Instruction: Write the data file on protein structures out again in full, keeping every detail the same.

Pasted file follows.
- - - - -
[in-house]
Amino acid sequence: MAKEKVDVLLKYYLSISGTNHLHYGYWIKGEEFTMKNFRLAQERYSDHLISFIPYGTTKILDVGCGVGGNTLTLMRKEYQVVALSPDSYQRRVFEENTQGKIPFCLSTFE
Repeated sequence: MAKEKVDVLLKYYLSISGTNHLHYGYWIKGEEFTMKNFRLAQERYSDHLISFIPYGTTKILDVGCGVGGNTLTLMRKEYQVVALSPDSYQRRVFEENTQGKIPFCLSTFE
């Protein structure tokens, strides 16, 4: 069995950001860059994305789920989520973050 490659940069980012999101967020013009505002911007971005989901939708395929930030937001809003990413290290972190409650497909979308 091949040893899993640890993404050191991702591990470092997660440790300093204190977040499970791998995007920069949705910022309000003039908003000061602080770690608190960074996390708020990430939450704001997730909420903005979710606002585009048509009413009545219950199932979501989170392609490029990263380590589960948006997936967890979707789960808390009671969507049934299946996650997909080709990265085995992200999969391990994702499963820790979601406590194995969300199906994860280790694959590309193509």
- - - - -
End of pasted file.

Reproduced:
[in-house]
Amino acid sequence: MAKEKVDVLLKYYLSISGTNHLHYGYWIKGEEFTMKNFRLAQERYSDHLISFIPYGTTKILDVGCGVGGNTLTLMRKEYQVVALSPDSYQRRVFEENTQGKIPFCLSTFE
Repeated sequence: MAKEKVDVLLKYYLSISGTNHLHYGYWIKGEEFTMKNFRLAQERYSDHLISFIPYGTTKILDVGCGVGGNTLTLMRKEYQVVALSPDSYQRRVFEENTQGKIPFCLSTFE
């Protein structure tokens, strides 16, 4: 069995950001860059994305789920989520973050 490659940069980012999101967020013009505002911007971005989901939708395929930030937001809003990413290290972190409650497909979308 091949040893899993640890993404050191991702591990470092997660440790300093204190977040499970791998995007920069949705910022309000003039908003000061602080770690608190960074996390708020990430939450704001997730909420903005979710606002585009048509009413009545219950199932979501989170392609490029990263380590589960948006997936967890979707789960808390009671969507049934299946996650997909080709990265085995992200999969391990994702499963820790979601406590194995969300199906994860280790694959590309193509």